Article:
• Slats or other things to put everything in place.

High voltage supply (10-30kV) made from CRT television flyback transformer

Old CRT monitor or TV is a great source of electronic components that can be used in DYI constructions. One of them is a flyback transformer that can provide 10-30kV output. The input voltage can be in a range from a couple of volts to over a dozen of volts, power consumption is a couple of watts. In my construction input voltage is 9V, power consumption is 5W.

A flyback transformer is driven by one or two transistors that should be also extracted from the same TV or monitor, those are high voltage transistors, that are hard to substitute and if bought separably can be expensive.

Modular DIY Geiger–Müller counter

The Geiger–Müller counter is a relatively simple tool to measure ionizing radiation. To increase sensitivity, construction presented here contains three (instead of one as usually) soviet STS-5 lamps. This is important for measurements of natural sources of (low) radiation like soil, rocks (an article about my trip with Geiger–Müller counter on Śnieżka mountain).

Principle of operation of a Geiger–Müller counter

When high voltage (typically 380-420V) is applied to the Geiger–Müller tube, the tube doesn't conducts electricity, but it does conducts for a short period, when radiation particle is observed. Those pulses are observed by the detector. The level of ionizing radiation is proportional to the amount of pulses detected in a constant interval of time (typically from 20s to 2,5min).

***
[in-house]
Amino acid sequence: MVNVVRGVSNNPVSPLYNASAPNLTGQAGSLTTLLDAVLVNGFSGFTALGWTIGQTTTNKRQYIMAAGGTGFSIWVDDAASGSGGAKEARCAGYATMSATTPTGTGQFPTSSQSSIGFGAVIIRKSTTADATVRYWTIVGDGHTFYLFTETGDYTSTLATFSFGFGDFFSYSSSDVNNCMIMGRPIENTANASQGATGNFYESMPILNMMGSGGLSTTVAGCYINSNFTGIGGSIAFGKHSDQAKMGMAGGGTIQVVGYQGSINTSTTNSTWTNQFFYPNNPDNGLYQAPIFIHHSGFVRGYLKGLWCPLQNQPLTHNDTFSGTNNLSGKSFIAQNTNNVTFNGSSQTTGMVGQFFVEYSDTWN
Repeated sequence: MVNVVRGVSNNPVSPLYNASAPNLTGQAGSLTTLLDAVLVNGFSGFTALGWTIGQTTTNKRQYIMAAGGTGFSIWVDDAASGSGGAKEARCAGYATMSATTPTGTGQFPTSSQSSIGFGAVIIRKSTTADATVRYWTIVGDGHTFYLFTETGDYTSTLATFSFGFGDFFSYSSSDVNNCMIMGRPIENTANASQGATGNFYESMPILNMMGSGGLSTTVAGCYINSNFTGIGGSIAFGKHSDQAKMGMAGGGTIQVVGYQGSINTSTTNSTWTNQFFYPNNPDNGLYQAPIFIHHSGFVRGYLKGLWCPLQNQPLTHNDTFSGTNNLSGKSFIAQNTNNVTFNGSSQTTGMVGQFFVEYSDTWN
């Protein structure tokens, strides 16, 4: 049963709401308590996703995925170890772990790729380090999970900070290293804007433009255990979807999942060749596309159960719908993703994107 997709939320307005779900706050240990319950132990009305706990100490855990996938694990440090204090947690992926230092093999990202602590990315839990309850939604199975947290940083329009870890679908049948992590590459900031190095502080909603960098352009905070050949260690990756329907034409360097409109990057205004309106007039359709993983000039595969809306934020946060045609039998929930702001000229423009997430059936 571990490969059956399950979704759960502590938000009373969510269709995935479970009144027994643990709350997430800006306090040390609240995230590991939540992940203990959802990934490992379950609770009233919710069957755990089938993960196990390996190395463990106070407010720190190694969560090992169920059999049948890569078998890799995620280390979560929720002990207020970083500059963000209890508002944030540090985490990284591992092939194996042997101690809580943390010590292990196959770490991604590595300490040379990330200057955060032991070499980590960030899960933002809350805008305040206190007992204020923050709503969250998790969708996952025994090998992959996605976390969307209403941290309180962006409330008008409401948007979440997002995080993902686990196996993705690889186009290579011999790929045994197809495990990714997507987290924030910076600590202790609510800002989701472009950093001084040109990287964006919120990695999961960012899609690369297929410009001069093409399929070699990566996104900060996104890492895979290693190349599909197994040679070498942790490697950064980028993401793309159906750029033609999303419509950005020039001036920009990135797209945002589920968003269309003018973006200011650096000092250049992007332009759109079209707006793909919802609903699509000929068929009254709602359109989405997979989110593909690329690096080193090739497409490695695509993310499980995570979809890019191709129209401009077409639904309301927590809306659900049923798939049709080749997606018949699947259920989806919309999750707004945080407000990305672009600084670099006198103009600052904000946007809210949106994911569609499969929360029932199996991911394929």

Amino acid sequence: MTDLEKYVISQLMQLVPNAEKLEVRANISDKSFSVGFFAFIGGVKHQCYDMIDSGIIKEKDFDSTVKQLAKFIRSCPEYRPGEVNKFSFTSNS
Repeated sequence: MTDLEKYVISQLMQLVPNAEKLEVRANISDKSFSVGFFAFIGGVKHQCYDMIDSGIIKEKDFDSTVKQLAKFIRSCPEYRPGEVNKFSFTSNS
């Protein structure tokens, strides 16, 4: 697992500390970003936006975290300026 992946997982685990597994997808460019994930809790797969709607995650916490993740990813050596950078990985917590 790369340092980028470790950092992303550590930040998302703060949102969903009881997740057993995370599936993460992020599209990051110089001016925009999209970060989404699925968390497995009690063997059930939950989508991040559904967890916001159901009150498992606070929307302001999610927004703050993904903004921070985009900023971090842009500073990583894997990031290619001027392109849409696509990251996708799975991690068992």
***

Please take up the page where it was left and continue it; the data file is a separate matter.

Geiger–Müller tube behavior can be described as a "button", that is "pushed" by an ionizing particle.

Homemade Geiger–Müller simplified circuit

Let's go further into the details. Geiger–Müller tube is made of two electrodes, ionizing particle creates a spark gap between them, to reduce amount of current that flows in this situation, a resistor is put in series with the tube. Marked as R1 on above circuit, R6 on below. Typically it's in a range 1-10M, acceptable values are listed in documentation of the GM tube.